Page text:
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Oronsaye – Too little, too late

These are not good times for Nigeria’s economy. National productivity is declining, foreign reserves are virtually depleted, the Naira is becoming more worthless by the…

These are not good times for Nigeria’s economy. National productivity is declining, foreign reserves are virtually depleted, the Naira is becoming more worthless by the day and the nation faces imminent recession. Although government blames the COVID-19 pandemic and the Ukraine war for the economic collapse, the truth is that in the preceding years when the nation was awash with funds, spending wisely was never their priority. On April 16th, 2012, the Oronsaye Committee submitted a voluminous 800-page report recommending how hundreds of billions could be saved by merging 102 federal Ministries Departments and Agencies (MDAs). 

Ten years later, not only has no effort been made to harmonise, merge or rationalise (MDAs), but the Buhari administration, which now wants to belatedly implement parts of the report went ahead to create more unnecessary and wasteful agencies. For example, despite having Embassies or High Commissions in most countries and a Ministry of External Affairs they went ahead to create a meaningless “Diaspora Commission”. 

Their rush to implement the 2012 Oronsaye Report in 2022 is suspected to have less to do with a desire to make the government more efficient and provide better service delivery. It’s all about the fact that their consistent reckless borrowing, financial profligacy and incompetence have left the nation on the verge of bankruptcy. There is no disputing that Nigeria’s presidential system of government and proliferation of states hasn’t brought any development commensurate with its costs, hasn’t engendered national unity, and hasn’t brought relief from mass poverty. 

Imposed upon the nation by intellectually handicapped military regimes, which held the nation hostage and left it in ruins, the over-bloated and financially unsustainable system isn’t working. Economic experts have labeled it as one of the most uncreative, expensive, wasteful and unproductive in the world. This high cost of governance is really not due to the adopted political system, it’s more a result of the orientation of our political class. 

Having observed the manner in which military officers in governance looted the treasury and became billionaire “Elder Statesmen” the “New Breed” political class joined politics for financial and status reasons, resulting in poor and inept governance due to corruption, impunity and the jumbo pay of political office holders. Only a small part of the high cost of governance is related to due to duplicity of functions of Ministries Departments and Agencies (MDAs). The single largest outrageous condemnable cost of poor governance is oil theft approximated at $500,000 daily in spite of the president keeping the portfolio of Minister for Petroleum to himself for the past seven years.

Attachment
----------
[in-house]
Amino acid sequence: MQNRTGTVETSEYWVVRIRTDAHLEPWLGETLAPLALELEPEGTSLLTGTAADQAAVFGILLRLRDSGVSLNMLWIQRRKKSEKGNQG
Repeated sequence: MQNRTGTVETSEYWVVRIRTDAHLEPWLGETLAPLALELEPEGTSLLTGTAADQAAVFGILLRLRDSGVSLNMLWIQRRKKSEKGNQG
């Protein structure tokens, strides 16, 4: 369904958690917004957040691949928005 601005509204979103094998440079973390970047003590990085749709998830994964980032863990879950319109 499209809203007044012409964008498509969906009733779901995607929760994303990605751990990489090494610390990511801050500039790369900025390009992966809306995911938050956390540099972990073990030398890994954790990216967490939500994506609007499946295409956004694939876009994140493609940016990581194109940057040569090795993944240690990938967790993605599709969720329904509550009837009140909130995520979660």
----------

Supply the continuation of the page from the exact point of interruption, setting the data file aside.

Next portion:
The blame should be placed squarely at the feet of the National Assembly (NASS) whose subservience to the executive has entrenched poor governance. Many of the agencies Oronsaye suggested scrapping were created by laws passed by NASS members themselves who also tacitly approve a Presidency mired in wastefulness. Billions are budgeted annually for feeding and purchase of the same things in the Presidency!  Year after year, NASS approves “cut and paste” budgets secure in the knowledge that they will never be adhered to in the first place!  

Meanwhile, quite unjustifiably, nobody knows the exact amount legislators are paid for rendering their non-service to the nation. There is really no justification for paying them salary at all. They should be part-time and only paid when they sit for policy making. President Buhari said the civil service should attract the best and brightest who will fuel policies with fresh ideas. It’s difficult to fathom why anyone genuinely looking for fresh ideas routinely appoints the aged pensioners in their late sixties and seventies if not eighties into public office. 

The truth of the matter is that the nation’s impending financial collapse has been brought about by reckless borrowing and corruption rather than inflated wage bills, which ignore the fact that working conditions for civil servants are nothing to write home about and not conducive to attracting the “best and brightest!”. In relation to the wage bill, even though salaries of government workers are paid into their personal bank accounts, authorities have proved incapable of wiping out “ghost workers” from the nation’s payroll. As for their endless borrowing, the APC national chairman quite preposterously said the federal government “Can borrow from here to eternity”. 

With little logic to his argument, he pointed out that the US, UK, Germany, etc all borrow money. Perhaps, he is unaware that those countries borrow monies, which they have the capacity and future financial projections to repay unlike the Nigerian government that has no idea of where it, or indeed future generations will get the money to service the loan, let alone repay the principal! It’s also fallacious to claim that loans have been used to construct infrastructure. 

Every year, the government announces lofty projects and subsequently borrows billions, yet the majority of these projects end up uncompleted and abandoned. Only those who are not familiar with the manner in which our government operates will believe that merging MDAs will reduce the total cost of governance. It may perhaps reduce the salary bill but rest assured that money will only be squandered in other areas. The sad truth about any attempt to implement the Oronsaye Report in isolation ten years after it was submitted, won’t solve any problem, squander mania and a failed anti-corruption war means it’s simply too little too late!